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Museo dell’Opera del Duomo (The Duomo Museum) – Most of the church’s original pieces have now been swapped out and are stored in the Duomo’s museum. Here you’ll be able to see the gates of paradise, reconstructions of the construction process & a number of impressive art pieces including that of Michelangelo. A definite highlight that we recommend!

The Baptistry – Beautiful and striking. The baptistery should not be missed!

 

Michelangelo’s David – If this trip around Europe has taught me anything, its that Michelangelo is actually phenomenal. Michelangelo’s David is no exception -> while you could get away with being the replica in the town centre (outside Palazzo Vecchiowhich is pretty decent), there is just something extra special about this piece!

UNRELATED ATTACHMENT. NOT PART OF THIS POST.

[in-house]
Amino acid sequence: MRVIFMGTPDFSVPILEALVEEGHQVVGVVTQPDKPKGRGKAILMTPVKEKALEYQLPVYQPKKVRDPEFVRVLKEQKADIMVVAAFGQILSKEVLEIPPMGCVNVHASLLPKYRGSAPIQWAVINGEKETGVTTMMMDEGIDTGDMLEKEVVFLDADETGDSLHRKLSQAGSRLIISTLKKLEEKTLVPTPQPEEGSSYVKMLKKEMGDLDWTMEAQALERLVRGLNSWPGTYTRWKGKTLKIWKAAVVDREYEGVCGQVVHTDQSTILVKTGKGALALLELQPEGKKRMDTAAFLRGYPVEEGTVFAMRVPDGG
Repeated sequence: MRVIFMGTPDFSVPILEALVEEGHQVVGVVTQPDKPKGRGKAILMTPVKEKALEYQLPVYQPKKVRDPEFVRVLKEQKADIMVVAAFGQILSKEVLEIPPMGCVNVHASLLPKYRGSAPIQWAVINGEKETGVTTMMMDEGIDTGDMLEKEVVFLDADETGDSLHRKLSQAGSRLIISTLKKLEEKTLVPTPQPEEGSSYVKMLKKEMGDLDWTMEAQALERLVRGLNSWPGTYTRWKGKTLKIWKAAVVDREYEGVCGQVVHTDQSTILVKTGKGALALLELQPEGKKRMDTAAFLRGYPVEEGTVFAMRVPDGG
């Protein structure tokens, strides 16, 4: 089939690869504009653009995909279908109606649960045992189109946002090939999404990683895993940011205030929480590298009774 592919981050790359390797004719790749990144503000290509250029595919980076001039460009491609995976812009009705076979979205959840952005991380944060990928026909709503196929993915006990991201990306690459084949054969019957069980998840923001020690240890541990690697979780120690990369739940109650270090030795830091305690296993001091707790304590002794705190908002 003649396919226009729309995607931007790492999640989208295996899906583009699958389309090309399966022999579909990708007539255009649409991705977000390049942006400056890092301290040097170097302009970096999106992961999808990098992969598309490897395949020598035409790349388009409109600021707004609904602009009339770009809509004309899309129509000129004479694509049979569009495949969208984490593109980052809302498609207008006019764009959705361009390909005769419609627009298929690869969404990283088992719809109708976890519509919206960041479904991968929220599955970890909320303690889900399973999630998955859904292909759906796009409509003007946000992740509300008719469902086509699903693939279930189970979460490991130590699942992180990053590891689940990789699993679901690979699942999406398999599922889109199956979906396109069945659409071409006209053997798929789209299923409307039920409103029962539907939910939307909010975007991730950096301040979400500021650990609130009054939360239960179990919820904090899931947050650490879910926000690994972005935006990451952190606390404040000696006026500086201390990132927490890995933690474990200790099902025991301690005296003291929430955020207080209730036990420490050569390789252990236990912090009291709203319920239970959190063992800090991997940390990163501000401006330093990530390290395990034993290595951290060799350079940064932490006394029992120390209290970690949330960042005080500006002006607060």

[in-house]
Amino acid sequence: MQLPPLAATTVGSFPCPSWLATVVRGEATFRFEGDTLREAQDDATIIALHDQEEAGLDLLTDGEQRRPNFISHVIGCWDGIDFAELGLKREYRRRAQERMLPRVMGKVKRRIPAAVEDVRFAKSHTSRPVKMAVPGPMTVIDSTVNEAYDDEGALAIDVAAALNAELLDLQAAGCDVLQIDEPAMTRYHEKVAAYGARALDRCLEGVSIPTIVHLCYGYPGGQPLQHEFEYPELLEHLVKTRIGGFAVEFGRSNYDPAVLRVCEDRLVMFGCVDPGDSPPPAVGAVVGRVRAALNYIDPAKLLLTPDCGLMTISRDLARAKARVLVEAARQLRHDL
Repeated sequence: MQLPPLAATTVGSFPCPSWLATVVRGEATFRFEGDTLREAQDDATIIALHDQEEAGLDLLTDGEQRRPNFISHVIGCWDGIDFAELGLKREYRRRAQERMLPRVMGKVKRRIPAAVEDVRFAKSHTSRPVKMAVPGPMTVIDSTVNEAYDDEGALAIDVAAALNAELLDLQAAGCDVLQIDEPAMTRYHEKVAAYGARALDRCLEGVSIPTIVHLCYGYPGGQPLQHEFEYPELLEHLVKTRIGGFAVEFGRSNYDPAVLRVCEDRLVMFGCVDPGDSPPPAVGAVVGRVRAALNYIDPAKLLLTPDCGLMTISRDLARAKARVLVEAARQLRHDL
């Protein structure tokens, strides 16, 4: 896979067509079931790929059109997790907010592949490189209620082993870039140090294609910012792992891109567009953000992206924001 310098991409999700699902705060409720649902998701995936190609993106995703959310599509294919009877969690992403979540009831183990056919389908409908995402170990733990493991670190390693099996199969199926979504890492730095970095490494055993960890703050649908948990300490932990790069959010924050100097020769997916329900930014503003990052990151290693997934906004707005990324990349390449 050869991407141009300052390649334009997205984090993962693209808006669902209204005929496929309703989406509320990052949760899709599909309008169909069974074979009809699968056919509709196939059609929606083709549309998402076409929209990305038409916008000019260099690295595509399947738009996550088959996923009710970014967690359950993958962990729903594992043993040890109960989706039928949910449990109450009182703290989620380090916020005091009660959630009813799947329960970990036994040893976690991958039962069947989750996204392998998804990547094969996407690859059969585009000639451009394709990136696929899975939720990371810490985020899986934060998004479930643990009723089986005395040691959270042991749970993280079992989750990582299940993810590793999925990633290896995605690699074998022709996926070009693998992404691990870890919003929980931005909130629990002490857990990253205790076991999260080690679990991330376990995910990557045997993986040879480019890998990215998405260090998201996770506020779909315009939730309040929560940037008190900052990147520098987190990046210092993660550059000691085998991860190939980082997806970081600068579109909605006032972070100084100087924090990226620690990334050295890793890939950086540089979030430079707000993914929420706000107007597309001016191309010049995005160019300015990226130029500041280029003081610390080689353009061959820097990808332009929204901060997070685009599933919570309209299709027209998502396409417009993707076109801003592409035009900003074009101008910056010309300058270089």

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Pharmacy of Santa Maria Novella (Monastic Pharmacy) – A monastic pharmacy selling to the public since the 16th Century, this place acts as both shop and free museum. Witness the sights, smells & sounds for a full trip of the senses!

Central Market – Downstairs hosts some excellent spots to grab an affordable bite to eat & upstairs holds the restaurant version of a food court – perfect for late night catch ups with friends!

Leather Bags -Florence & leather bags are almost synonymous with one another, a great selection of excellent quality – don’t believe anyone who tries to prove validity with the ‘leather doesn’t burn to a flame’ test (it does), its all about finding the rough back of the leather!